Evidence of homing behavior in the coral reef mysid Mysidium gracile

Twining, Benjamin S., John J. Gilbert, Nicholas S. Fisher

Limnol. Oceanogr., 45(8), 2000, 1845-1849 | DOI: 10.4319/lo.2000.45.8.1845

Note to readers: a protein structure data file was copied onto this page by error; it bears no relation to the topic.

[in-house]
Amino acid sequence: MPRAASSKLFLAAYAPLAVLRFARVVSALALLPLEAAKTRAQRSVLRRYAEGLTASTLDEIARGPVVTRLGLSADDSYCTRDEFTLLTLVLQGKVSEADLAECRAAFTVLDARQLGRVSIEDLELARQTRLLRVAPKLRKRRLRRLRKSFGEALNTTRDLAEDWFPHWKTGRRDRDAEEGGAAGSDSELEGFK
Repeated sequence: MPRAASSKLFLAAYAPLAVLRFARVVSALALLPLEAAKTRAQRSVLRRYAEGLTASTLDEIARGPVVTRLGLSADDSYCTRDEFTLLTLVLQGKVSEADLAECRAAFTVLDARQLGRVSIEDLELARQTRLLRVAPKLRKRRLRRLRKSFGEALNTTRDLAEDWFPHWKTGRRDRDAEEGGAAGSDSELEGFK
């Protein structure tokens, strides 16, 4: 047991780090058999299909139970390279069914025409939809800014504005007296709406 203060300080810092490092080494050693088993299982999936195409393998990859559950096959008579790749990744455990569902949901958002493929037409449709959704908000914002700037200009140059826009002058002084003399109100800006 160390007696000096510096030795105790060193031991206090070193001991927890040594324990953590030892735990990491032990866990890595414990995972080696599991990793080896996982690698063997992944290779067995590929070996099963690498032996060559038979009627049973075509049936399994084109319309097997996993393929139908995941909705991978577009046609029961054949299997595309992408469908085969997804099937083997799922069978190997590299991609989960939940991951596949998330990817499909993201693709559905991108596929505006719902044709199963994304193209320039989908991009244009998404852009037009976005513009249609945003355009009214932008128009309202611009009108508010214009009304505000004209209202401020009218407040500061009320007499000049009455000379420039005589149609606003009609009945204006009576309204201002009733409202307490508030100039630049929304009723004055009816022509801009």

ABSTRACT: Mysid swarms at benthic coral reef sites disperse into the water column in the evening and reform at the exact same location the following morning, possibly reflecting homing behavior of individual mysids. To facilitate tracking of individual mysids, we radiolabeled part of a swarm of Mysidium gracile with the gamma-emitting radioisotope 65 Zn and released the labeled animals back to the focal swarm on a reef in Discovery Bay, Jamaica. We collected the focal swarm and surrounding swarms the next morning to determine the location of the labeled individuals following nighttime dispersal. Seventy-seven percent of the radiolabeled mysids returned to the same site the next day, and 13% of the labeled individuals were recovered from other nearby swarms. This recovery rate cannot be attributed to random reaggregation and suggests that mysids use a homing behavior to facilitate swarm reformation. This is the first unequivocal evidence of homing behavior in demersal zooplankton.

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